Less suitable (as sole support trees) are: Birch, elm, alder, cedar, spruce, horse chestnut and fruit trees. Here you should only build in mature and very healthy trees. Try to work with few fixings (few wounds from Tree Screws & Bolts). In the case of large and heavy houses, it makes sense to relieve the tree and place the treehouse partly on stilts.
Not suitable: Very soft tree species such as poplar, willow are not suitable for building treehouses; Sycamore trees < 100 years, cottonwood trees, palm trees and eucalyptus should also be avoided for tree house construction with bolts; Here it is better to build the house next to the tree on stilts.
2. How big and how high does my treehouse tree have to be?
A treehouse floats 5 m above the ground in the beech forest – here the trees must be fully grown and stable!
Of course, you don’t always have this huge dream tree in your garden, but that doesn’t matter, because you can also build great treehouses in 5 m high fruit trees, which are then usually a mixture of treehouse and stilt house. Trees below <5 m (16 ft) in height either suffer from the treehouse weight (too thin a trunk) or are “visually crushed” by the size of the treehouse.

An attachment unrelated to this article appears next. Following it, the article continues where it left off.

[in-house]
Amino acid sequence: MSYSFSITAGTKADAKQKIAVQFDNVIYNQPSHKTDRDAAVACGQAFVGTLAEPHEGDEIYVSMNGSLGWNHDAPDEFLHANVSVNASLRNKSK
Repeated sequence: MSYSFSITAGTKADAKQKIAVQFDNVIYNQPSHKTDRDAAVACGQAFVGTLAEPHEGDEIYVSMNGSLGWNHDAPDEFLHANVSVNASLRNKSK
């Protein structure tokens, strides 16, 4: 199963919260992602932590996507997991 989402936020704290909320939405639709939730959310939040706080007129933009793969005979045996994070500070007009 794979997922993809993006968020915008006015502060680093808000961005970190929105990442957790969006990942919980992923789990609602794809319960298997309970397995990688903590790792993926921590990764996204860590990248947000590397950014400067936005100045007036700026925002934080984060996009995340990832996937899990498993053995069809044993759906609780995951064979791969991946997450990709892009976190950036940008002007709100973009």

If you are lucky enough to have several trees or a small forest, the rule is: “Look for the big, healthy trees first” for the following reasons:
- The tree is mature and has proven that it is resilient.
- It can withstand extreme situations (storms, dry periods, broken branches, hail damage, …).
- A solid tree trunk moves less during storms and the treehouse construction is less stressed.
- A mature tree requires less energy for height growth, it builds up safety reserves and uses these specifically for wound healing and the formation of reaction wood (ideal for Tree Bolt Fastening).
The decisive factor for building a treehouse is therefore not only the height of the tree, but above all its health and trunk diameter!